1.8. Opioid system
The opioid system is often associated with morphine and heroin addiction, but alcohol use disorder also involves the opioid system. The -opioid receptor and other systems represent potentially viable therapeutic targets for alcohol use disorder, but existing drugs can be repurposed for AUD treatment.
1.9. GABAergic system
Alcohol’s reinforcing and rewarding effects can be explained by its ability to modulate GABA, the predominant inhibitory neurotransmitter in the central nervous system. The depressant effects of alcohol can also be reinforcing, as decreased GABAA receptor signaling in the amygdala leads to increased fear and anxiety.
1.10. Glutamatergic system
Glutamate is the predominant excitatory neurotransmitter in the central nervous system, and it is also involved in the effects of alcohol. NMDA receptor antagonists are used to treat withdrawal seizures, and ketamine may help regulate glutamate activity during withdrawal and mitigate further alcohol use.
Alcohol effects nearly every neurotransmitter system and interacts with one another to manifest alcohol-induced effects. Glutamatergic signaling is particularly important in AUD and ketamine may help treat AUD by regulating hippocampal neurogenesis and synaptic plasticity through antagonism of glutamatergic signaling.
1.11. Hippocampal neurogenesis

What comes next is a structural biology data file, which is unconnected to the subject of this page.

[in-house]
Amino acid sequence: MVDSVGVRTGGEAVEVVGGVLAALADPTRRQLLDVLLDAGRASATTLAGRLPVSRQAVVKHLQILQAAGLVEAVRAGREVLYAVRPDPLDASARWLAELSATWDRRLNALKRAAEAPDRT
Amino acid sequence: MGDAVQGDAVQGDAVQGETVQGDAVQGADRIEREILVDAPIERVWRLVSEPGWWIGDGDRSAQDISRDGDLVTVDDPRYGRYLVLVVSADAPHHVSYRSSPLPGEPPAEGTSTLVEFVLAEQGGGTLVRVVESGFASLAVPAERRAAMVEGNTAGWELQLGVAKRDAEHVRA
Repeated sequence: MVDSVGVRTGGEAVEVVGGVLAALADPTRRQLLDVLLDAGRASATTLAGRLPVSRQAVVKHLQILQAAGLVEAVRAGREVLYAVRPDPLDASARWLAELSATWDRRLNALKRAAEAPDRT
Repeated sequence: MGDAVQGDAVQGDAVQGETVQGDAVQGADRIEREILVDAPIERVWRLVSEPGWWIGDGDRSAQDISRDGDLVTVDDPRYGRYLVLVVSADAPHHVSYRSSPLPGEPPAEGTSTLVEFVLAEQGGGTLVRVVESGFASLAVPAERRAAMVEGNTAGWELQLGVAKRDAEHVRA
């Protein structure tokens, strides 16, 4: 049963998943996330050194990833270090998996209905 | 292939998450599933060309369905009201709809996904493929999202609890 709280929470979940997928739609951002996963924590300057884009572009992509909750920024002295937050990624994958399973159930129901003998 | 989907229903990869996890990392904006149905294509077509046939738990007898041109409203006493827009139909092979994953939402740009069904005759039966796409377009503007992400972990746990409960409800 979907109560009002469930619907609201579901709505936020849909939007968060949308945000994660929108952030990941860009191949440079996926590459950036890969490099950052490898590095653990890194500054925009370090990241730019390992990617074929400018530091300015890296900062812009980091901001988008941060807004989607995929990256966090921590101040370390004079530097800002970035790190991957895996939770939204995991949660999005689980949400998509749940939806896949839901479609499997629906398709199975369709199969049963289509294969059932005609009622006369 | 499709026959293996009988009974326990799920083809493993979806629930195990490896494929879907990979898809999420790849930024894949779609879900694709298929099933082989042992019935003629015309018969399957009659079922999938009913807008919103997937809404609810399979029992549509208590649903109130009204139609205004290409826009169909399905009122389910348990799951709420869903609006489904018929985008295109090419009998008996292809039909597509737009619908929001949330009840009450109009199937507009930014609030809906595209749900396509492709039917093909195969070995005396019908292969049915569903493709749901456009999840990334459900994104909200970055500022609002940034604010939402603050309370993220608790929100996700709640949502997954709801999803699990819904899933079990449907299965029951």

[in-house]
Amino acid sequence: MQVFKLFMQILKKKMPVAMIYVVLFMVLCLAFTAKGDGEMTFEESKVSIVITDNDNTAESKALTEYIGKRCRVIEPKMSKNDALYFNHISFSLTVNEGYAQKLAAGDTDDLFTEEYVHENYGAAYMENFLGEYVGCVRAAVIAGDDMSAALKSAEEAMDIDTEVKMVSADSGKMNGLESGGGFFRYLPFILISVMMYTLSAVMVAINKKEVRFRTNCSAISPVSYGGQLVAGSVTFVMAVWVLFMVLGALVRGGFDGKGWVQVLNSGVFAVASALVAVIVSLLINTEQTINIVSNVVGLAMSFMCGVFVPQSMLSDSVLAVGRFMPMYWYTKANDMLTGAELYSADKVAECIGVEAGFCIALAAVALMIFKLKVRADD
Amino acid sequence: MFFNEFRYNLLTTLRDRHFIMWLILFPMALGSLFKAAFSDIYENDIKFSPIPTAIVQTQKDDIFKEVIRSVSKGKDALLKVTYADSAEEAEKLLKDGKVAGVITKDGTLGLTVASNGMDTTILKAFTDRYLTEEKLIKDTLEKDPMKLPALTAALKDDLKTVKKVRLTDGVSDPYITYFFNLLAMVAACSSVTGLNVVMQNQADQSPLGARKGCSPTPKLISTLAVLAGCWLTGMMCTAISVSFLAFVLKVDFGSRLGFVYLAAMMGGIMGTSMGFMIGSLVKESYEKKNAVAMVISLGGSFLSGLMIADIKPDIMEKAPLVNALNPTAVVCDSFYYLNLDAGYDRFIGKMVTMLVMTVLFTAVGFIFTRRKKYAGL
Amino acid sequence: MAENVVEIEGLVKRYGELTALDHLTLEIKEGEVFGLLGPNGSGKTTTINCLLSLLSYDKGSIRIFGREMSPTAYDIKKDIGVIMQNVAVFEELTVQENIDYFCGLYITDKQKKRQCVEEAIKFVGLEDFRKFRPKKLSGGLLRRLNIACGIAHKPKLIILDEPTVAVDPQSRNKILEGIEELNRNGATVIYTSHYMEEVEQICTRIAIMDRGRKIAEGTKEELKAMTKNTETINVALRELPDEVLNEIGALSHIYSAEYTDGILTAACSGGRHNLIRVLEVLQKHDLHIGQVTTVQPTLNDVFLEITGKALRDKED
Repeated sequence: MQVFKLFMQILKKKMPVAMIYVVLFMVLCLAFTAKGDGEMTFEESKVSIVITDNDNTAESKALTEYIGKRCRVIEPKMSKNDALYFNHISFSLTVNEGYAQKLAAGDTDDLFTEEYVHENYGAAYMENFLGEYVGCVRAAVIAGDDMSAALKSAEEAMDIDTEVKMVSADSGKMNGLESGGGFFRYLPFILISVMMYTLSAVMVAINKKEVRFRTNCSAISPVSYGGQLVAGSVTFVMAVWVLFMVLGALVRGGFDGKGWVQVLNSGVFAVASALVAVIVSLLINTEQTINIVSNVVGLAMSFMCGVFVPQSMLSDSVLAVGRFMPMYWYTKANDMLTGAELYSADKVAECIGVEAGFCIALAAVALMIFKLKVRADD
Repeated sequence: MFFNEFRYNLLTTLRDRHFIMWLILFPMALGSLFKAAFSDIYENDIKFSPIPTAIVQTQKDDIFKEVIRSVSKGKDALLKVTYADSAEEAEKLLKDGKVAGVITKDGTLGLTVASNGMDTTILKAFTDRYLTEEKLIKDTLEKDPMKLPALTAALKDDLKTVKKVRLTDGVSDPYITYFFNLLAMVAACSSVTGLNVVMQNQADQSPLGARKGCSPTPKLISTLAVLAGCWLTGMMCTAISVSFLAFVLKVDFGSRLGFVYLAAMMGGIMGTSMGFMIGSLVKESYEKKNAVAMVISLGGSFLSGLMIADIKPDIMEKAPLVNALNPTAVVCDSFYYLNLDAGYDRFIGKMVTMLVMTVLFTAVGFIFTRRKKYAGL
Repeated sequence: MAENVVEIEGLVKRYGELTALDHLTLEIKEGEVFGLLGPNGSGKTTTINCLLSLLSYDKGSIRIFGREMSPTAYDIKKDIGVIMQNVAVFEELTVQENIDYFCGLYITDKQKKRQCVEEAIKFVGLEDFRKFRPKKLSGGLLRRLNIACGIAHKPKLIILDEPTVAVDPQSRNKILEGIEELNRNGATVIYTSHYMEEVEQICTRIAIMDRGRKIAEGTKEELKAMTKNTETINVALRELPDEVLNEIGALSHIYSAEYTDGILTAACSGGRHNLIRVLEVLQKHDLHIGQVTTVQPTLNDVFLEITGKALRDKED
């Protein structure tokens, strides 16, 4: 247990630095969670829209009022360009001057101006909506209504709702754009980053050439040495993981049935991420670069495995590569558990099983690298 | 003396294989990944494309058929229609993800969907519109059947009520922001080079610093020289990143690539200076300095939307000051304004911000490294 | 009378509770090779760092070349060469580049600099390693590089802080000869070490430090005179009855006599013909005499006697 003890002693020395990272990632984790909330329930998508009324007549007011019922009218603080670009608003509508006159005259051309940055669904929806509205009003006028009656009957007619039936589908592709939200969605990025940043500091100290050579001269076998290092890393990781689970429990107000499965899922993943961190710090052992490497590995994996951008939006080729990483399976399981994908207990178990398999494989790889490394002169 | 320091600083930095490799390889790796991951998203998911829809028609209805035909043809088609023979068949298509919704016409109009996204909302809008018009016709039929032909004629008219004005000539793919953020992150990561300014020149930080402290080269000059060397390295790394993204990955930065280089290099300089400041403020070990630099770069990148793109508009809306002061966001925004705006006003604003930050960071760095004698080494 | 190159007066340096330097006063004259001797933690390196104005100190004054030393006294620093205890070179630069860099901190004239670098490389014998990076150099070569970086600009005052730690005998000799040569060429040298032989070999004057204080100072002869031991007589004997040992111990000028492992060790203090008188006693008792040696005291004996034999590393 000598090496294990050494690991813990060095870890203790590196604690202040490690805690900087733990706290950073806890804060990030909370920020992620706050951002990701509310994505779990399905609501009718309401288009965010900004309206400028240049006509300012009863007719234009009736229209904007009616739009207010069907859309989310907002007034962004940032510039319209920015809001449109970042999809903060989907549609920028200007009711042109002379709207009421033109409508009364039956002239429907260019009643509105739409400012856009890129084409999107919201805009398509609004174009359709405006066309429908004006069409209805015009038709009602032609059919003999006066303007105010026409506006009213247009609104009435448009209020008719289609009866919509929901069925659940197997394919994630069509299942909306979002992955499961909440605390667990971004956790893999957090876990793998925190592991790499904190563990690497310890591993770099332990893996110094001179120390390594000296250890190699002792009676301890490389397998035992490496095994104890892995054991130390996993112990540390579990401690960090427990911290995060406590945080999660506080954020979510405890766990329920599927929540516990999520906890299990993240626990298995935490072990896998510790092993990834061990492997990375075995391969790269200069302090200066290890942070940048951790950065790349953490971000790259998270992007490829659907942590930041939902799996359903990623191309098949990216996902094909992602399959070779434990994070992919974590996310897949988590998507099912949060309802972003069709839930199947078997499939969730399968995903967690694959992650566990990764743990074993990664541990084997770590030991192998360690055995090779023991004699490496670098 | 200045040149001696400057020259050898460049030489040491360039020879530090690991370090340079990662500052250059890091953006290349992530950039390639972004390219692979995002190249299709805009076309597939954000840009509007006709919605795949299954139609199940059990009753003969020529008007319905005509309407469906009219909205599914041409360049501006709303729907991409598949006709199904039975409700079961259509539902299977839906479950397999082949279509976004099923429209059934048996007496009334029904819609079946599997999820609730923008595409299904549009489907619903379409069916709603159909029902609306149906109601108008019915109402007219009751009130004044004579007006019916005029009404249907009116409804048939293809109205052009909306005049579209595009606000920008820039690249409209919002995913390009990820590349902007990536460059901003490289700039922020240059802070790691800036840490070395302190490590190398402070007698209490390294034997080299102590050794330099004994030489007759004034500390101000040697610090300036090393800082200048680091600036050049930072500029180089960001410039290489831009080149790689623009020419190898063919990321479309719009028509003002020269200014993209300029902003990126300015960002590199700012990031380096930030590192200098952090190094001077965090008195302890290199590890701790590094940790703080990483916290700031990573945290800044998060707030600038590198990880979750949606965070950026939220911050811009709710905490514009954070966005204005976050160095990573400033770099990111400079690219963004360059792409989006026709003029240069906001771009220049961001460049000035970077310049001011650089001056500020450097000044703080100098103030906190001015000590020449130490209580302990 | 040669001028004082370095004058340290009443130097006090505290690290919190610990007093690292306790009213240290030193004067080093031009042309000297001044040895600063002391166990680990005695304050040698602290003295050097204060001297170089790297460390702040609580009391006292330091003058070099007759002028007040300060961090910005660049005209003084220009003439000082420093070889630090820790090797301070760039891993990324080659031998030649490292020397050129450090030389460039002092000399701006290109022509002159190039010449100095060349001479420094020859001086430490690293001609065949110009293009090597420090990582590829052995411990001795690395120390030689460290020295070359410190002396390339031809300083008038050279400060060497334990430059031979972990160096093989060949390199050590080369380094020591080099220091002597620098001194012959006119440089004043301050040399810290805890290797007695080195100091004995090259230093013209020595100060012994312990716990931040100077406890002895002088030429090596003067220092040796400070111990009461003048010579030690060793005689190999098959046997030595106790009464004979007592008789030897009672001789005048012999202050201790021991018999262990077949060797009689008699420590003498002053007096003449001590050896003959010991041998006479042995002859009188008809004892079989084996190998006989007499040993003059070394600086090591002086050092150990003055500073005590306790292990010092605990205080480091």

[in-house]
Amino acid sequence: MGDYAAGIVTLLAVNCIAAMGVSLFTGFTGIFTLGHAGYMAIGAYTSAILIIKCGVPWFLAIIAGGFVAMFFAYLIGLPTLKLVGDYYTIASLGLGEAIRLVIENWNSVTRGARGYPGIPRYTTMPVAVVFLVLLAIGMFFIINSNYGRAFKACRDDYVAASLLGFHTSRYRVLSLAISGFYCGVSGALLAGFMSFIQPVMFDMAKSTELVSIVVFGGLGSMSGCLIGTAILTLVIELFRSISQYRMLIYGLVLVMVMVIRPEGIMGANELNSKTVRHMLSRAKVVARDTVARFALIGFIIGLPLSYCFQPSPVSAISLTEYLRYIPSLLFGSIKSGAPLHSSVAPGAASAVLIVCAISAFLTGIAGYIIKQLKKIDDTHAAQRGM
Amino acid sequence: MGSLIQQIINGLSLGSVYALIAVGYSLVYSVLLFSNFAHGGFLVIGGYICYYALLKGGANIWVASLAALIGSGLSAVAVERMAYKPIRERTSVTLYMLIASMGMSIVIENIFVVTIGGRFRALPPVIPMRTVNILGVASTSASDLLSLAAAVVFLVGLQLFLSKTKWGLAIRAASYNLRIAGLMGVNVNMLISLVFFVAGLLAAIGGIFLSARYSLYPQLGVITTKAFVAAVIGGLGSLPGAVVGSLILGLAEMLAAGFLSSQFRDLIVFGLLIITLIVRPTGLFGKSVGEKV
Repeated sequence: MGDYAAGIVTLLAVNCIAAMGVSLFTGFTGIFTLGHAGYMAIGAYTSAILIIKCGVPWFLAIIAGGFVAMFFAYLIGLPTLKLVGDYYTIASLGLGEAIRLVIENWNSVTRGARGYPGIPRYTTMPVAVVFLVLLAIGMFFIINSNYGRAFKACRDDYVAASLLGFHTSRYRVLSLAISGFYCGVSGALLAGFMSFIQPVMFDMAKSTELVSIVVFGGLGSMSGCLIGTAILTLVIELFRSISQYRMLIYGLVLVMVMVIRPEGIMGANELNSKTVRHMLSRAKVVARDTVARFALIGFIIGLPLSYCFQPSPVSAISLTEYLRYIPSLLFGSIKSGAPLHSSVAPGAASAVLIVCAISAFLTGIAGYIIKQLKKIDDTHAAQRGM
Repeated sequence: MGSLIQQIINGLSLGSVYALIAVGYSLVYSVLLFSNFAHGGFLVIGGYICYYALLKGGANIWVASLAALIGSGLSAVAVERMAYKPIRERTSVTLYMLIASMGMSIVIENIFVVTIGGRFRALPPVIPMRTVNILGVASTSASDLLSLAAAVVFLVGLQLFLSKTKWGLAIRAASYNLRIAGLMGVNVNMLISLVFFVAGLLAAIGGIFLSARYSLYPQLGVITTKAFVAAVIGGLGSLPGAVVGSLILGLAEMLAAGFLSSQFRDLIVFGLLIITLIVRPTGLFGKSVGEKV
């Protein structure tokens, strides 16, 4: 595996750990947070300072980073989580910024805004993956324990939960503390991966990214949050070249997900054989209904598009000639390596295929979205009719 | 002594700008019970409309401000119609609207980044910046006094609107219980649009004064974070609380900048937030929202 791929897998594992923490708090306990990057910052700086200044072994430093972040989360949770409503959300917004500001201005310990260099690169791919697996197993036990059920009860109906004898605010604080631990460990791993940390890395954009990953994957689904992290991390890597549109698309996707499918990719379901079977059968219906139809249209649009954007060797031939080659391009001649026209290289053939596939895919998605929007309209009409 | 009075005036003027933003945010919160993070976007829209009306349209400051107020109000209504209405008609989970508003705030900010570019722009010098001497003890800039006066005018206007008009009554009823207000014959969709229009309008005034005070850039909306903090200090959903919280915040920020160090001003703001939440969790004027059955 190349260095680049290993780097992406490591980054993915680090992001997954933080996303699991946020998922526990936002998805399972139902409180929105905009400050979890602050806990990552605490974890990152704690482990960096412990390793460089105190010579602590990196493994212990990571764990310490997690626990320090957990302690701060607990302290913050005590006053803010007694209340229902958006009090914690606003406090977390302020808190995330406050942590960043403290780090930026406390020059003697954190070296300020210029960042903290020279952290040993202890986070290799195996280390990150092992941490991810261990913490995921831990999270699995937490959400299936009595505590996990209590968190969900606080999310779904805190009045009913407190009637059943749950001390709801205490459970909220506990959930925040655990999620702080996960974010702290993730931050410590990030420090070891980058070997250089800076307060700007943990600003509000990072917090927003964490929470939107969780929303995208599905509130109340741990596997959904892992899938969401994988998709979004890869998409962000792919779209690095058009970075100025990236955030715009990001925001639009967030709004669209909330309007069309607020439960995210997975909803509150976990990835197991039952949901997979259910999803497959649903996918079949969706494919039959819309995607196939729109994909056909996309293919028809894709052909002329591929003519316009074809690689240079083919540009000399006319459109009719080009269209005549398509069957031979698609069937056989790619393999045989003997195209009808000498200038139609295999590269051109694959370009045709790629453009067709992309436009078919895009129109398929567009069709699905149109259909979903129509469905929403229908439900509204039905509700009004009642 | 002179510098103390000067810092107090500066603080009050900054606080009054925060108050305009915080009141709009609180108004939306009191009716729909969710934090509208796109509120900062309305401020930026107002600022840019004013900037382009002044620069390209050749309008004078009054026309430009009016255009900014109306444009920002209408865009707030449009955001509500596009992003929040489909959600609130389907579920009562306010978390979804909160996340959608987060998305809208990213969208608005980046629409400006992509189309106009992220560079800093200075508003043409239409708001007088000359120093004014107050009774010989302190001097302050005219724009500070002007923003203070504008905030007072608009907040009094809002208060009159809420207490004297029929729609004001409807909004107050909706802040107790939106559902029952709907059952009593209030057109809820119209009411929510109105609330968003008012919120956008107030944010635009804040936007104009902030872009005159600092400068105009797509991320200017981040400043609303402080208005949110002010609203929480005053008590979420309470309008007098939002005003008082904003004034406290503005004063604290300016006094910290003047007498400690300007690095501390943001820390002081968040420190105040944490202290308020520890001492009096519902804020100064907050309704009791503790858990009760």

Alcohol alters numerous brain regions, including the hippocampus, which is crucial for learning, depression, and PTSD. Alcohol may also inhibit hippocampal neurogenesis, which could explain the maladaptive learning that supports alcohol craving and seeking. Researchers have shown that binge alcohol administration decreases hippocampal neurogenesis and progenitor cell proliferation in adolescent rhesus monkeys, and that depression is also associated with decreased hippocampal neurogenesis. Ketamine may help treat PTSD and depression by increasing hippocampal neurogenesis.
1.12. Synaptic plasticity
Neuronal synaptic plasticity is altered in AUD, and this alteration can lead to maladaptive memories, cravings, and drug seeking behaviors. Ketamine can reverse these effects and thus treat AUD through mechanisms to be discussed later.
1.13. Current treatments for AUD
Understanding the neurobiological changes seen with addiction is key to finding effective treatment strategies. Pharmacologic treatments for AUD include disulfiram, naltrexone, and acamprosate, which cause adverse physiological symptoms upon consumption of alcohol.
Naltrexone is used in AUD treatment, but can induce mild dysphoria. However, there have been contrasting results regarding the use of naltrexone and ketamine together, with Yoon et al. (2019) finding that the combination helped reduce drinking behavior in those with comorbid depression and AUD.